If any of the political groups have neglected the foreign residents in the past, they may well live to regret that decision in the immediate future. The Alicante province is the number one location in Spain with the largest number of foreign voters who may participate in the municipal elections, with a staggering 96,742 registered to vote. The majority of those foreign registrants across Alicante are British.

Incidentally, as we mentioned Europe at the start, there are some 74,650 people across the province also registered to vote in the European elections, so from that figure we can see how important the role the foreign voter plays in local politics is, even over continental decisions.

In Spain, 466,696 foreigners from 47 different countries will be able to vote in the municipal elections and of them more than 365,000 will also have the right to vote, in addition, in the elections to the European Parliament.

Andalusia is the second most important location for foreign voter numbers with 82,256 people registered and eligible to vote in the municipal elections there, followed by Catalonia and then Madrid, with 69,778 and 63,207 respectively, but all way behind the 96,742 of Alicante.

Although politics is often seen as a contentious subject, it is becoming clearer to many of their need to get involved. Despite the blows seen by the leading traditional parties in the national and regional elections, more people actually turned out to vote. In these local elections, there are 2,937 more people eligible and registered than the last elections held four years ago, despite the lists being constantly refreshed.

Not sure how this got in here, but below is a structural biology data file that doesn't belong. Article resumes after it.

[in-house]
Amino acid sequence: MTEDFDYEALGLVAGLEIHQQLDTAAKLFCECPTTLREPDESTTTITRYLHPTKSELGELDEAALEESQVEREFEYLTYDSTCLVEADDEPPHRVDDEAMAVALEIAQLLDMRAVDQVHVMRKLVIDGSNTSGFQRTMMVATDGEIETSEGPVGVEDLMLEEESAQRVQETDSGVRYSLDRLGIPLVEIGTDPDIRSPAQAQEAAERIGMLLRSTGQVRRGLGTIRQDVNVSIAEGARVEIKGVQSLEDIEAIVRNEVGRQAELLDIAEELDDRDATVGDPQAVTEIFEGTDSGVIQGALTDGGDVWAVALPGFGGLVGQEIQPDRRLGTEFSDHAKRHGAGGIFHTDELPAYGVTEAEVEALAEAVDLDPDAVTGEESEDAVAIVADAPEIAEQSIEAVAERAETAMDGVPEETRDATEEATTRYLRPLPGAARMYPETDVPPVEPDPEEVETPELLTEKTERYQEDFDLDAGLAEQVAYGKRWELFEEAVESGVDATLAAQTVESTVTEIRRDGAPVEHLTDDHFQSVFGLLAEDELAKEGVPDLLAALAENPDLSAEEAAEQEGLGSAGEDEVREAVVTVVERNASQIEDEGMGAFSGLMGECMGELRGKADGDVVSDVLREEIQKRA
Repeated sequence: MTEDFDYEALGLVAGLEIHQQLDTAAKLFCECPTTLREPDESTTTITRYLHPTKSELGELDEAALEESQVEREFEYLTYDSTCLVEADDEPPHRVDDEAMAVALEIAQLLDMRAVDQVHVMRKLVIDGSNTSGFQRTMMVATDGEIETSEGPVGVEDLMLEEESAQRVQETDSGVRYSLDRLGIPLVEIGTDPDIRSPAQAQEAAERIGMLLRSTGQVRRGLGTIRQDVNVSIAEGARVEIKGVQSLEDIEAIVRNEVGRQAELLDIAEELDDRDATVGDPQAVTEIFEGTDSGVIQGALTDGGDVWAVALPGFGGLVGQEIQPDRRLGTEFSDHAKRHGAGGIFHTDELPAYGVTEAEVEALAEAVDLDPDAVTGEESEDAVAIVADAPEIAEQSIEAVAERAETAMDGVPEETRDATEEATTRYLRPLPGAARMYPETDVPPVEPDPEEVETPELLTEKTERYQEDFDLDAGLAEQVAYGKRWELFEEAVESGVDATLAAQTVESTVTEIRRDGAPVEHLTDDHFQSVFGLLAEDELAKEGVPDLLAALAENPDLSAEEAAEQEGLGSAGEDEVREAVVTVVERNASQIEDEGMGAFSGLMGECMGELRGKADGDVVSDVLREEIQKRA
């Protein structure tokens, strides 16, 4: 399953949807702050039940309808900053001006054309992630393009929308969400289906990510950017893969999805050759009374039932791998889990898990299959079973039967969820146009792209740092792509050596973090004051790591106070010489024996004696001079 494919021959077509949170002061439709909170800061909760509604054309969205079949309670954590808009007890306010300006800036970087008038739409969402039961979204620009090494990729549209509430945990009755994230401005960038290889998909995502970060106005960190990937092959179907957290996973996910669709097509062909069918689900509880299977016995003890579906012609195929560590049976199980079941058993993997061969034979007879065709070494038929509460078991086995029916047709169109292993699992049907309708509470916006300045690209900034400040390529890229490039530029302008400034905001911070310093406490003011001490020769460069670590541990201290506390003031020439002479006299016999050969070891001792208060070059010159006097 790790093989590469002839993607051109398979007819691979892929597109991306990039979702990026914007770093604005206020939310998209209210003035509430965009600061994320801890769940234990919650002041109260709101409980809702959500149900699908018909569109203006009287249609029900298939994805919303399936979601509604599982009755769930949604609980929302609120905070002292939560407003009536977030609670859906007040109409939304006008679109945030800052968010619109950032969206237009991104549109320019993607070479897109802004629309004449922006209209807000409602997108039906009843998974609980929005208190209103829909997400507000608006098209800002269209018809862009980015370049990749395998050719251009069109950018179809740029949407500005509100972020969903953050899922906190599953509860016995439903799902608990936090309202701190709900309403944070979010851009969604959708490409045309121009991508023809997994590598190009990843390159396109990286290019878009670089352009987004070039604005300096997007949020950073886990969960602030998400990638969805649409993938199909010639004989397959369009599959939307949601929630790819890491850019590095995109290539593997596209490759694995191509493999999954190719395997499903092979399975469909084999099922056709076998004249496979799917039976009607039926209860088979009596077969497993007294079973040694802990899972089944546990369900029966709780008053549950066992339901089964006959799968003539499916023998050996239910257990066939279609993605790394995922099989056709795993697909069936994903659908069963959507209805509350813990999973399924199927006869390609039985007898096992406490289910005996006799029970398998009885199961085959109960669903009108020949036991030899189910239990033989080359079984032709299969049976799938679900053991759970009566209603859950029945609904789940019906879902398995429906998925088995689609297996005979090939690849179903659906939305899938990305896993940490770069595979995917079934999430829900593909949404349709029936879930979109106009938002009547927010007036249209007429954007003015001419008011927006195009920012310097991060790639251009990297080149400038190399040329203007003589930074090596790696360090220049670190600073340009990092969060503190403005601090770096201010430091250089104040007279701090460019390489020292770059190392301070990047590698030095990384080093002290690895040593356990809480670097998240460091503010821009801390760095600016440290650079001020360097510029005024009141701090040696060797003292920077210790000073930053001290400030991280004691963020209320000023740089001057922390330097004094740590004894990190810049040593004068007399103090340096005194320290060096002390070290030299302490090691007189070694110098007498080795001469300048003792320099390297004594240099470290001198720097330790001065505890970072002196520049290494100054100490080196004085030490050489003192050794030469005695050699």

Of those residents who are natives of Europe, and so also eligible to vote in the continental parliament, there are 29,018 more people than were eligible and registered in the European elections five years ago.

The power is undoubtedly ours, and so the importance of exercising that vote has probably never been as important as it is now. However, with great power comes great responsibility (Spiderman), and so we need to consider our options carefully.

The immediate choice may well be between our own traditional party or spectrum loyalty, strengthening their hold once more, but will that vote mean better local services for us? History can play a big part in proving this for the bigger parties who have led us in the past.

Should we consider choosing one of the more local, perhaps even unheard of groups or candidates, or would that vote simply lead to further dilution at a local level and a lack of action that leads to further division through coalition? Do we put our trust in those politicians who have done nothing but try to make their campaigns personal, launching attacks on individuals, rather than positive promises for the future, and if we have seen promises from any of these representatives, do they really have the ability and power to deliver?

We have to power to enact change, if change is what is needed, or we can just affirm our contentment in what we have. There are so many choices to be made, and so little time left to research, but this really will be one of the most important elections in the history of where you live, and one which will shape your future, and so having taken the time and interest to register, make sure you use that vote, and use it wisely.